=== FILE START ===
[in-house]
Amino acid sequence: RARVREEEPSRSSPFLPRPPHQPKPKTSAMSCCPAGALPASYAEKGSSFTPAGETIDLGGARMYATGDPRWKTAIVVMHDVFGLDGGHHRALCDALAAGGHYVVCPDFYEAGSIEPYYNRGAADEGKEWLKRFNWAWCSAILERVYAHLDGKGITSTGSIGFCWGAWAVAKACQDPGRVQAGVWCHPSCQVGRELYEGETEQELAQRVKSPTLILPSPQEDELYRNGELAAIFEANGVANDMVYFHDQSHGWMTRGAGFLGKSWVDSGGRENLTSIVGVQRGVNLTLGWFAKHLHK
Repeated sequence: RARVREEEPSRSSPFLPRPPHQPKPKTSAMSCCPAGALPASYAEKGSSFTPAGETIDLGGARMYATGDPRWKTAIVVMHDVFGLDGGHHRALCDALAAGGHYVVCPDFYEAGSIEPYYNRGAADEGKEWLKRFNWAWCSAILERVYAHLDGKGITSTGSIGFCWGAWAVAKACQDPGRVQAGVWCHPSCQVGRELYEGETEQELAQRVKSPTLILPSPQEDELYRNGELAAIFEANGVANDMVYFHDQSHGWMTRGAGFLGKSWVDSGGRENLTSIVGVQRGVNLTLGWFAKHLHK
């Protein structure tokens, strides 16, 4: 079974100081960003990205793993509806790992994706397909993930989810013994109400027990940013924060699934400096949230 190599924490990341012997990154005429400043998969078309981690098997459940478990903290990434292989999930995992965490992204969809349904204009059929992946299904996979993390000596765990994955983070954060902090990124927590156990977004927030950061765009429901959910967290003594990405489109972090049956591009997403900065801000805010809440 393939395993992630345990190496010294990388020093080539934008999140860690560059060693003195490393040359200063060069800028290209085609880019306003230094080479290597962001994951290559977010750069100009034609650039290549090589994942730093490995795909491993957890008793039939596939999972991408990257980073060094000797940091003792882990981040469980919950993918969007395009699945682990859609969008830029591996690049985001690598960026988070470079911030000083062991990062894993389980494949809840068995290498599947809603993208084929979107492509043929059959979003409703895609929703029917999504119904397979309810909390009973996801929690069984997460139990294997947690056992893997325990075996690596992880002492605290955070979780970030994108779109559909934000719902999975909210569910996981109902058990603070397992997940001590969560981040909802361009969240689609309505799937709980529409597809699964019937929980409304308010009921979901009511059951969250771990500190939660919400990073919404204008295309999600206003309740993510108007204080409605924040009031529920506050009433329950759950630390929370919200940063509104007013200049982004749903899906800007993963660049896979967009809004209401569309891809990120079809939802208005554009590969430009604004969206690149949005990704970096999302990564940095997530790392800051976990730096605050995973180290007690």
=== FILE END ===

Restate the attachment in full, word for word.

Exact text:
[in-house]
Amino acid sequence: RARVREEEPSRSSPFLPRPPHQPKPKTSAMSCCPAGALPASYAEKGSSFTPAGETIDLGGARMYATGDPRWKTAIVVMHDVFGLDGGHHRALCDALAAGGHYVVCPDFYEAGSIEPYYNRGAADEGKEWLKRFNWAWCSAILERVYAHLDGKGITSTGSIGFCWGAWAVAKACQDPGRVQAGVWCHPSCQVGRELYEGETEQELAQRVKSPTLILPSPQEDELYRNGELAAIFEANGVANDMVYFHDQSHGWMTRGAGFLGKSWVDSGGRENLTSIVGVQRGVNLTLGWFAKHLHK
Repeated sequence: RARVREEEPSRSSPFLPRPPHQPKPKTSAMSCCPAGALPASYAEKGSSFTPAGETIDLGGARMYATGDPRWKTAIVVMHDVFGLDGGHHRALCDALAAGGHYVVCPDFYEAGSIEPYYNRGAADEGKEWLKRFNWAWCSAILERVYAHLDGKGITSTGSIGFCWGAWAVAKACQDPGRVQAGVWCHPSCQVGRELYEGETEQELAQRVKSPTLILPSPQEDELYRNGELAAIFEANGVANDMVYFHDQSHGWMTRGAGFLGKSWVDSGGRENLTSIVGVQRGVNLTLGWFAKHLHK
């Protein structure tokens, strides 16, 4: 079974100081960003990205793993509806790992994706397909993930989810013994109400027990940013924060699934400096949230 190599924490990341012997990154005429400043998969078309981690098997459940478990903290990434292989999930995992965490992204969809349904204009059929992946299904996979993390000596765990994955983070954060902090990124927590156990977004927030950061765009429901959910967290003594990405489109972090049956591009997403900065801000805010809440 393939395993992630345990190496010294990388020093080539934008999140860690560059060693003195490393040359200063060069800028290209085609880019306003230094080479290597962001994951290559977010750069100009034609650039290549090589994942730093490995795909491993957890008793039939596939999972991408990257980073060094000797940091003792882990981040469980919950993918969007395009699945682990859609969008830029591996690049985001690598960026988070470079911030000083062991990062894993389980494949809840068995290498599947809603993208084929979107492509043929059959979003409703895609929703029917999504119904397979309810909390009973996801929690069984997460139990294997947690056992893997325990075996690596992880002492605290955070979780970030994108779109559909934000719902999975909210569910996981109902058990603070397992997940001590969560981040909802361009969240689609309505799937709980529409597809699964019937929980409304308010009921979901009511059951969250771990500190939660919400990073919404204008295309999600206003309740993510108007204080409605924040009031529920506050009433329950759950630390929370919200940063509104007013200049982004749903899906800007993963660049896979967009809004209401569309891809990120079809939802208005554009590969430009604004969206690149949005990704970096999302990564940095997530790392800051976990730096605050995973180290007690």